Mathematics and Computation

A blog about mathematics for computers

Space-filling curves, constructively

In 1890 Giuseppe Peano discovered a square-filling curve, and a year later David Hilbert published his variation. In those days people did not waste readers' attention with dribble – Peano explained it all on 3 pages, and Hilbert on just 2 pages, with a picture!

But are these constructive square-filling curves?

There's no doubt that the curves themselves are defined constructively, for instance as limits of uniformly continuous maps. A while ago I even made a video showing the limiting process for Hilbert curve:

Is Hilbert's curve constructively surjective? Almost:

Theorem 1: For any point in the square, its distance to Hilbert curve is zero.

Proof. Recall that the Hilbert curve $\gamma : [0,1] \to [0,1]^2$ is the limit of a sequence $\gamma_n : [0,1] \to [0,1]^n$ of uniformly continuous maps, with respect to the supremum norm on the space of continuous maps $\mathcal{C}([0,1], [0,1]^2)$. The finite stages $\gamma_n$ get progressively closer to every point in the square. Thus, for any $\epsilon > 0$ and $p \in [0,1]^2$ there is $n \in \mathbb{N}$ and $t \in [0,1]$ such that $d(p, \gamma_n(t)) < \epsilon/2$ and $d(\gamma_n(t), \gamma(t)) < \epsilon/2$, together ensuring that $\gamma$ is closer than $\epsilon$ from $p$. $\Box$

Classically, Theorem 1 suffices to conclude that Hilbert curve is surjective. Constructively, we have to modify it a bit. Recall that $\gamma$ is self-similar, as it is made of four copies of itself, each scaled by a factor $1/2$, translated and rotated to cover precisely one quarter of the unit square. Therein lies the problem: the four abutting quarter-sized squares cannot be shown to cover the unit square. We should make them slightly larger so that they overlap.

Given a scaling factor $\alpha$, let us define the generalized Hilbert curve $\gamma^\alpha : [0,1] \to [0,1]^2$ constructed just like the usual Hilbert curve, but with scaling factor $\alpha$. Instead of writing down formulas in LaTeX, it is more fun to program the curve in Mathematica and draw some pictures (see IntuitionisticHilbert.nb).

At $\alpha = 0.5$ we recover the usual Hilbert curve:

At $\alpha = 0.4$ the curve is not square-filling:

At $\alpha = 0.6$ we obtain a square-filling curve that overlaps itself already at finite stages: This is the one we want.

Just for fun, here's a video the 8-th level curve as $\alpha$ ranges from $0.4$ to $0.8$.

As $\alpha$ increases the image gets denser in the center of the square and sparser close to the boundary, but this is an artifact of showing a finite stage. The actual curve $\gamma^\alpha$ is equally dense everywhere as soon as $\alpha > 0.5$. Back to serious business:

Theorem 2: Assuming dependent choice, the generalized Hilbert cube $\gamma^\alpha$ is surjective for $1/2 < \alpha < 1$.

Proof. Define the transformations $T_0^\alpha, T_1^\alpha, T_2^\alpha, T_3^\alpha : [0,1]^2 \to [0,1]^2$:

Each of these map the unit square onto a smaller square with side $\alpha$:

Because $\alpha > 1/2$ these four squares overlap (rather than just touch) therefore they cover $[0,1]^2$, constructively. Given any $p \in [0,1]^2$ we may use Dependent choice to find a sequence of $T_{i_1}, T_{i_2}, T_{i_3}, \ldots$ such that $p = T_{i_1} (T_{i_2} (T_{i_3} (\cdots)))$, hence $p = \gamma^\alpha(t)$ where $t \in [0,1]$ is the number $0.i_1 i_2 i_3 \ldots$ written in base 4. $\Box$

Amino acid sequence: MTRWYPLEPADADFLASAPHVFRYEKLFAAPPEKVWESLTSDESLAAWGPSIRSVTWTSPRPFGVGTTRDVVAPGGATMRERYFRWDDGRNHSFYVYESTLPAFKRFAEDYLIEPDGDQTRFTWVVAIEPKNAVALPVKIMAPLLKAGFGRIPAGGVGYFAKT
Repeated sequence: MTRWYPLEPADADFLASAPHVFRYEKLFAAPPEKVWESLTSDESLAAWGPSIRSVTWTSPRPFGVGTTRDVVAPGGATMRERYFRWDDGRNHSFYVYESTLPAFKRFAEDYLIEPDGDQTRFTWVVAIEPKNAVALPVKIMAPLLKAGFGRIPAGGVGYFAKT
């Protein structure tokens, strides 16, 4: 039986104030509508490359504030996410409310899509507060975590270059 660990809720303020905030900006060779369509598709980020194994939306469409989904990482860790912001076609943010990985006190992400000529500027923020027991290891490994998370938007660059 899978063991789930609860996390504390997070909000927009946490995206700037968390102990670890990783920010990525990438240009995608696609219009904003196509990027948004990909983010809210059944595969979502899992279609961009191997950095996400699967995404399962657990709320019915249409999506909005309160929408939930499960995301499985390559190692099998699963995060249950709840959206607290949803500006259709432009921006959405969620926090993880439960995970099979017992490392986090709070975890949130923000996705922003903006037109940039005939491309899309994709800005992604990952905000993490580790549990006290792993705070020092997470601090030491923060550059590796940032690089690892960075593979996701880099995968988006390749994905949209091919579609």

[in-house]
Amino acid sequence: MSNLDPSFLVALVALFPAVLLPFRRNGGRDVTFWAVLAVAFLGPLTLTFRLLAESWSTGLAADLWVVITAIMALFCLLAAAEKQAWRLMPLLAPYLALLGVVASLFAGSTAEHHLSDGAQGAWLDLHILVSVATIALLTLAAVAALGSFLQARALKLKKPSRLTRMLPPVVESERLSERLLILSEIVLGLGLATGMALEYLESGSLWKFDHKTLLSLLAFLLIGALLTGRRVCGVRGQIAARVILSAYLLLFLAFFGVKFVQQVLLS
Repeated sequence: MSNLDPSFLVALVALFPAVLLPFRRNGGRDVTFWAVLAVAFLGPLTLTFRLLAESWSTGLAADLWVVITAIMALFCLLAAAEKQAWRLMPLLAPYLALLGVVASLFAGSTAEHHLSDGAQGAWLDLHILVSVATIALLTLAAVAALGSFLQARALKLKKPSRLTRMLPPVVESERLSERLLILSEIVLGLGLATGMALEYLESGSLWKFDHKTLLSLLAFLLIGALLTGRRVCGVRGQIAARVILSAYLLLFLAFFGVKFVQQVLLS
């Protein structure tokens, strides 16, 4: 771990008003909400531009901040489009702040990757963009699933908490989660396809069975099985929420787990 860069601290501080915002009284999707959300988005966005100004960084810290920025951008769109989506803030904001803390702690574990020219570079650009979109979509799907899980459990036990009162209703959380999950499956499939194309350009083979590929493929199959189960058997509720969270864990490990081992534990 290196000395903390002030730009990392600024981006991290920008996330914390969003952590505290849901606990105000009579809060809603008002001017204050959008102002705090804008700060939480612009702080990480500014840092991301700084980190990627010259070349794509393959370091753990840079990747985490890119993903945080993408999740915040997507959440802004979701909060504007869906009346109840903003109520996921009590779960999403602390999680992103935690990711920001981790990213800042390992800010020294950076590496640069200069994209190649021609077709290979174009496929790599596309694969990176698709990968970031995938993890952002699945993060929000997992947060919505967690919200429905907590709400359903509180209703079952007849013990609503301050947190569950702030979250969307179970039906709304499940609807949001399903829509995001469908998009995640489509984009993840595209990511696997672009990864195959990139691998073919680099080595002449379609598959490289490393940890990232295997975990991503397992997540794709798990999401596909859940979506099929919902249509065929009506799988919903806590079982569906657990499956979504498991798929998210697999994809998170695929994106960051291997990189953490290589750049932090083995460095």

Can we also do it without Dependent choice? We certainly cannot get rid of all choice.

Theorem 3: In the topos of sheaves on the unit square $\mathrm{Sh}([0,1]^2)$ there is no square-filling curve.

Proof. Let $I$ be the unit interval in the topos, i.e., it is the sheaf of continuous maps valued in $[0,1]$. Consider the internal statement that there is a surjection from $I$ onto $I^2$:

$$\exists \gamma : I \to I^2 .\, \forall p \in I^2 .\, \exists t \in I .\, \gamma(t) = p \tag{1}$$

Working through sheaf semantics (thanks to Andrew Swan for doing it with me over a cup of coffee – although I claim ownership of all errors), its validity at an open set $U \subseteq [0,1]^2$ amounts to the following condition: there is an open cover $(U_i)_i$ of $U$ with continuous maps $\gamma_i : U_i \times [0,1] \to [0,1]^2$ such that, for every $i$, every open $V \subseteq U_i$ and continuous $p : V \to [0,1]^2$, there is an open cover $(V_j)_j$ of $V$ and continuous maps $t_j : V_j \to [0,1]$, such that $\gamma_i(v, t_j(v)) = p(v)$ for all $j$ and $v \in V_j$.

Instantiate $p : V \to [0,1]^2$ in the stated condition with the inclusion $p(v) = v$ to obtain, for every $j$, that $\gamma_i(v, t_j(v)) = v$ holds for all $v \in V_j$. Therefore, the map $\gamma_i{\restriction}_{V_j} : V_j \times [0,1] \to V_j$ has a continuous section, namely the map $v \mapsto (v, t_j(v))$. But there can be no such map, as it would violate invariance of domain, unless $V_j = \emptyset$. Consequently, the only way for (1) to hold at $U$ is for $U$ to be empty. $\Box$

To summarize the argument: in a topos of sheaves “$\gamma$ is surjective” is a very strong condition, namely that $\gamma$ has local sections – and these may not exist for topological or geometric reasons. At the same time we still have Theorem 1, so also in a topos of sheaves the usual Hilbert curve leaves no empty space in the unit square.

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